|...in the bottom drawer|
|I knew I'd lose it so I put it in a safe place, and now I can't remember where it is.|
|currently stashed in: Cheshire Street, London|
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March 29, 2006 || 6:38 pm
Flying Egg competition
Adnams have announced this years Flying Egg competition for Artistic Inventors and Creative Geniuses: The Alternative Clock.
"At Adnams we care about the environment and take pride in encouraging artistic endevour and a strong sense of community. We hold unusual al fresco competitions to explore the link between imagination and functionality and promote the use of recycled materials.
Our challenge is to find exciting and bizarre alternatives to mundance practical objects that no-one ever notices."
It all culminates in a wild town party in Southwold which the Telegraph (not that they would know) said 'rivals the Tate' and involves stilt walkers, lots of food and drink and all sorts of bands. You can also win quite serious prize money - there's £2,750 up for grabs altogether. They even make eggcups with wings that you can buy.
Previous competitions have included the alternative deckchair and weathervane, among others. It all started with a mad scarecrow competition a few years ago and has mushroomed ever since. You get some absolutely wild entries from all over the country and the event certainly deserves to become a much-loved part of a new British folk culture.
Cow saved by beer - no really, Adnams beer (of which I am so proud to be associated by family) was responsible for saving the life of a cow, who has now given birth to a healthy calf named Adnams in honour of the occasion.
Tony Baskett and his wife Lavender, who are both in their seventies and live in Theberton, Suffolk, feared that their cow, Lottie, would die after she developed a stomach problem.
But a vet suggested treating Lottie with yeast - so Mr Baskett fed her Adnams beer from a bottle. "She was very ill and wouldn't eat or drink", said Mrs Baskett today. "The vet who was treating her said she thought that brewers yeast might help cure the problem. She said she had heard of it being used in other countries and in England many years ago. So Tony approached the local pub and they gave him a barrel of Adnams which just had the dregs of the beer in the bottom. We put it in a bottle and pushed the bottle into Lottie's mouth and got it down her that way. After a few months she made a full recovery and now to show how healthy she is she has given birth to a calf, which we have of course named Adnams.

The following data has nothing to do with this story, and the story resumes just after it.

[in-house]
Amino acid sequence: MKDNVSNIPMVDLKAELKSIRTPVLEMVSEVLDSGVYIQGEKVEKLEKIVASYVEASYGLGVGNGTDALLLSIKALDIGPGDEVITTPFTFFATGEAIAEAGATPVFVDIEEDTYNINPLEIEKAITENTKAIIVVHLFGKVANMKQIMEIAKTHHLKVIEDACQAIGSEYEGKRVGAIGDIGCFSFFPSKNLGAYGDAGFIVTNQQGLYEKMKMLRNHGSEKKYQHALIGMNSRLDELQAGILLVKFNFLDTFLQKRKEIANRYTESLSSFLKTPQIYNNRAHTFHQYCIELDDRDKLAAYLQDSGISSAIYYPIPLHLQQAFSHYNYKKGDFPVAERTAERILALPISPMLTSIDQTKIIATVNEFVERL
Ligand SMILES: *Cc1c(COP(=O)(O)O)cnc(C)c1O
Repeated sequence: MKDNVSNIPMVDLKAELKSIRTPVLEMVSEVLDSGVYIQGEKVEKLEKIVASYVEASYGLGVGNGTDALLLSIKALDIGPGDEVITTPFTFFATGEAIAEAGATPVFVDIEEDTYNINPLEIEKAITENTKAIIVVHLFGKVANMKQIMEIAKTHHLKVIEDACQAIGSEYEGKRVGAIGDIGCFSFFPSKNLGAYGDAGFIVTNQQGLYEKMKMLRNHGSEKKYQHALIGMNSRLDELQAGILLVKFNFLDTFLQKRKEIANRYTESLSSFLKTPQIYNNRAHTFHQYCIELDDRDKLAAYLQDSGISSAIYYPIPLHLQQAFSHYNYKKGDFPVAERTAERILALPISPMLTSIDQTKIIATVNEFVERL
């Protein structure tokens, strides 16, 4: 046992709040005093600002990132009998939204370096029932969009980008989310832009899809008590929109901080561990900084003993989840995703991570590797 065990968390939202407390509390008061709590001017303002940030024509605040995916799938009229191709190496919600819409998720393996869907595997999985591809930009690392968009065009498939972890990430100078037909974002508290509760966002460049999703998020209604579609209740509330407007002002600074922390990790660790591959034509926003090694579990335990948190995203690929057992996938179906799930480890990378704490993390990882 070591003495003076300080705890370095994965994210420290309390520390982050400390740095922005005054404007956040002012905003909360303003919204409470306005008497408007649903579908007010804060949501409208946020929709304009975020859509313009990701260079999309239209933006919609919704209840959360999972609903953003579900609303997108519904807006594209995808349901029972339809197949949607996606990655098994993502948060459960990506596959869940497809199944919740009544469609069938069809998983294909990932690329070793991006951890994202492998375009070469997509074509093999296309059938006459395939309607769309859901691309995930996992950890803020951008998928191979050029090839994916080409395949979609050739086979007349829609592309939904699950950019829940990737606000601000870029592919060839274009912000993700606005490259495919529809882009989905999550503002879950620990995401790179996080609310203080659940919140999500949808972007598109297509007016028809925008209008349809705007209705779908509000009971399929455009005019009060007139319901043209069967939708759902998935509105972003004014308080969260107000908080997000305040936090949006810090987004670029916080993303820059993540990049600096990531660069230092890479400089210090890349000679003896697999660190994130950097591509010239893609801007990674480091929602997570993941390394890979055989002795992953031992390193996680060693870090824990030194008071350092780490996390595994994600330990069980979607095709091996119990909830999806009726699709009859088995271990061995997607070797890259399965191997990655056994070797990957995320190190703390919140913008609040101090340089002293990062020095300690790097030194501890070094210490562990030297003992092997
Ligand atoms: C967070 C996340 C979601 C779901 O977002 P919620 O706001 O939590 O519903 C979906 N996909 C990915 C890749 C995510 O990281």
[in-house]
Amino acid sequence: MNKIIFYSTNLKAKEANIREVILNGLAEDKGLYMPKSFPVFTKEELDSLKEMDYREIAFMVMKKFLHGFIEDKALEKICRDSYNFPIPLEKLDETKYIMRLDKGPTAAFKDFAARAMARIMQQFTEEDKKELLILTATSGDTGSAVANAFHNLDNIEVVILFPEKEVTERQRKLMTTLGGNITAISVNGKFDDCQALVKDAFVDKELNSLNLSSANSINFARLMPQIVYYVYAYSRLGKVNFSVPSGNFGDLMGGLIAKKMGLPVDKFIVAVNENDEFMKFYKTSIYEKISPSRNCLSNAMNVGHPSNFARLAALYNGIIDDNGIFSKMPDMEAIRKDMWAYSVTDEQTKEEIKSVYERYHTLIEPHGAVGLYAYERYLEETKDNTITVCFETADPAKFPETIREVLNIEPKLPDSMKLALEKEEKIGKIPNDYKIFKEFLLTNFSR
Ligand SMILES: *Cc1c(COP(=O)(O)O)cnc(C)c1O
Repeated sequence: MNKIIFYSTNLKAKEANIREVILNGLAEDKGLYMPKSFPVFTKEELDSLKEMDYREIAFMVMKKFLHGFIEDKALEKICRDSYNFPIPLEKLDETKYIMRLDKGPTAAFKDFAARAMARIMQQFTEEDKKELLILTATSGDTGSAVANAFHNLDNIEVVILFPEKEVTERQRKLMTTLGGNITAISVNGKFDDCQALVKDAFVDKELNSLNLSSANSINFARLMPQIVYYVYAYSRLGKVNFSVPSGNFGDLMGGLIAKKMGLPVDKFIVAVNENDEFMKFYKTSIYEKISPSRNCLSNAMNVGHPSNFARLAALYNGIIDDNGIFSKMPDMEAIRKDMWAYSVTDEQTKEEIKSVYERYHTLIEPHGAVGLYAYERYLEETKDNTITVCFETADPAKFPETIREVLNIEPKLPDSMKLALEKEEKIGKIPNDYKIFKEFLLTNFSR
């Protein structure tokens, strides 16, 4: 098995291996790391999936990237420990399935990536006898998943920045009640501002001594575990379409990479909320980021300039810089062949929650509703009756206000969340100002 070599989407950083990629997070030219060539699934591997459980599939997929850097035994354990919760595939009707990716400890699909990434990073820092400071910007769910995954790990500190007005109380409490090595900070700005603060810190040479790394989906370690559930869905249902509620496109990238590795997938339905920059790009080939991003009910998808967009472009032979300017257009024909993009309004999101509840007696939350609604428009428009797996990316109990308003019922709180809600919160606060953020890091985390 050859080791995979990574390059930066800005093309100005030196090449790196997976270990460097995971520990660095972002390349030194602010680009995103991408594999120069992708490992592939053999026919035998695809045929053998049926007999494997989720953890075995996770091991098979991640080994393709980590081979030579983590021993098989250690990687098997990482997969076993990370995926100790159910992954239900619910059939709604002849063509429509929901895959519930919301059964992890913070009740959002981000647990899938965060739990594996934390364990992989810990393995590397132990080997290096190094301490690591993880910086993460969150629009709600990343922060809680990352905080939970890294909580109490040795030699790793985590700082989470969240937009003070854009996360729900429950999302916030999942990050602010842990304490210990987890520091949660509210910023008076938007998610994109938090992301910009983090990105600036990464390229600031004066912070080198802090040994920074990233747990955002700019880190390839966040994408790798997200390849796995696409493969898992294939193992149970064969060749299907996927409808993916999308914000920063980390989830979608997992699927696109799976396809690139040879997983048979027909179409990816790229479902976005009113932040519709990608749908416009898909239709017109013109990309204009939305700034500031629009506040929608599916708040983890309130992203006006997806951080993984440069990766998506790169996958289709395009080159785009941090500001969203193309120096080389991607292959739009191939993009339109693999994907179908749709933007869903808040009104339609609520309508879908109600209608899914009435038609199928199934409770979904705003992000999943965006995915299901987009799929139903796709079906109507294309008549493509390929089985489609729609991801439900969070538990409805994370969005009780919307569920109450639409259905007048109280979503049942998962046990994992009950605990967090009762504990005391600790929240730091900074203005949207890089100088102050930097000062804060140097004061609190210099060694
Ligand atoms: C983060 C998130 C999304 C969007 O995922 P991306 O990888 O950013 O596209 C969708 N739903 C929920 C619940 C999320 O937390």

"We've been farming for 48 years here and I have never heard of beer being used like this before. But apparently it was in the old days."
Fantastic. And how very nice of the pub to give away the beer for free. We always knew that Adnams was good stuff - no additives, the very best malt and yeast and Suffolk water - but now we've got proof for sure.
Not sure about this revelation here that David Miliband shares my Arsenal faith. I know what the non-gooners will say: typical Arsenal, all establishment and wimpy middle class types. Well, whatever...
But on the same theme, what a result last night! And how frustrating was it for me to be stuck on a delayed plane circling London in one of those dreaded holding patterns, rather than in the pub watching the glorious rout. There was thick cloud and I kept trying to peer through it, knowing that normally you can see Highbury stadium from the sky and hoping that I might be able to glimpse a few coloured shirts on the pitch. No such chance.
I'm in Bucharest with the British Council doing a regeneration seminar and workshop. We arrived this afternoon and had a fascinating tour around much of the central areas of the city. So many extraordinary and bizarre things, of which Ceaucescu's Palace of the People is perhaps the most grandiose and crazy but by no means the only one. The Palace is the largest buliding in the world after the Pentagon and is situated, alongside its park and associated housing projects designed to shield the older neighbourhoods from sight of a new ceremonial boulevard, on the site of what once housed 40,000 people and 26 churches, alongside two monasteries. The monasteries and a handful of the churches were moved elsewhere, but everything else was razed to the ground, including a football stadium whose remains are visible as the underground ruins of part of the park. The neo-classical Palace was never finished and still is in a state of derelict semi-construction, alongside the Academy building behind it that is also a strange unfinished ruin. Soane might have loved it.
Then there's the plans for the new cathedral, that have changed site five times over the last twenty years without anything having been started; the 'famine circuses' - massive domed food production and sale buildings that were also never finished, intended to placate the starving masses; beautiful tiny churches and delicately ornate Classical apartment buildings and houses; a super-ornate Neoclassical 1930's multi-storey car repair garage complete with moving ar-lifts; and some outstanding (to my eye) early modernist cinemas and apartment blocks. Not to mention what happens when after fifty years of Communist ownership, all sorts of major buildings get 'reclaimed' by their former 'legal' owner.